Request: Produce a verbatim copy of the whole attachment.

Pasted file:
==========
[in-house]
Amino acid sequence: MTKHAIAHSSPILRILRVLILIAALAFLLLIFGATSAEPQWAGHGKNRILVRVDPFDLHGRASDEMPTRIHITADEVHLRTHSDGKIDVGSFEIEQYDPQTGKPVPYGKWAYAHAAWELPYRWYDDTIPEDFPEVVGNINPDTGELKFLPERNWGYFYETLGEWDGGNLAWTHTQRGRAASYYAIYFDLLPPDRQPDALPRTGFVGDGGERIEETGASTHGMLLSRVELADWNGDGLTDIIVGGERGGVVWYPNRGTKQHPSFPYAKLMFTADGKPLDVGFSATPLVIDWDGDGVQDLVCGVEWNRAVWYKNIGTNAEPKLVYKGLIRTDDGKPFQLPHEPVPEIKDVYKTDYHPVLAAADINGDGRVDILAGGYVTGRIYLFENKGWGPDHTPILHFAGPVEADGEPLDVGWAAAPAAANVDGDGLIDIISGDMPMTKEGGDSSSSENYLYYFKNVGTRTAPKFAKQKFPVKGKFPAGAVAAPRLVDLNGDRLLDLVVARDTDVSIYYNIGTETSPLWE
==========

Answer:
[in-house]
Amino acid sequence: MTKHAIAHSSPILRILRVLILIAALAFLLLIFGATSAEPQWAGHGKNRILVRVDPFDLHGRASDEMPTRIHITADEVHLRTHSDGKIDVGSFEIEQYDPQTGKPVPYGKWAYAHAAWELPYRWYDDTIPEDFPEVVGNINPDTGELKFLPERNWGYFYETLGEWDGGNLAWTHTQRGRAASYYAIYFDLLPPDRQPDALPRTGFVGDGGERIEETGASTHGMLLSRVELADWNGDGLTDIIVGGERGGVVWYPNRGTKQHPSFPYAKLMFTADGKPLDVGFSATPLVIDWDGDGVQDLVCGVEWNRAVWYKNIGTNAEPKLVYKGLIRTDDGKPFQLPHEPVPEIKDVYKTDYHPVLAAADINGDGRVDILAGGYVTGRIYLFENKGWGPDHTPILHFAGPVEADGEPLDVGWAAAPAAANVDGDGLIDIISGDMPMTKEGGDSSSSENYLYYFKNVGTRTAPKFAKQKFPVKGKFPAGAVAAPRLVDLNGDRLLDLVVARDTDVSIYYNIGTETSPLWE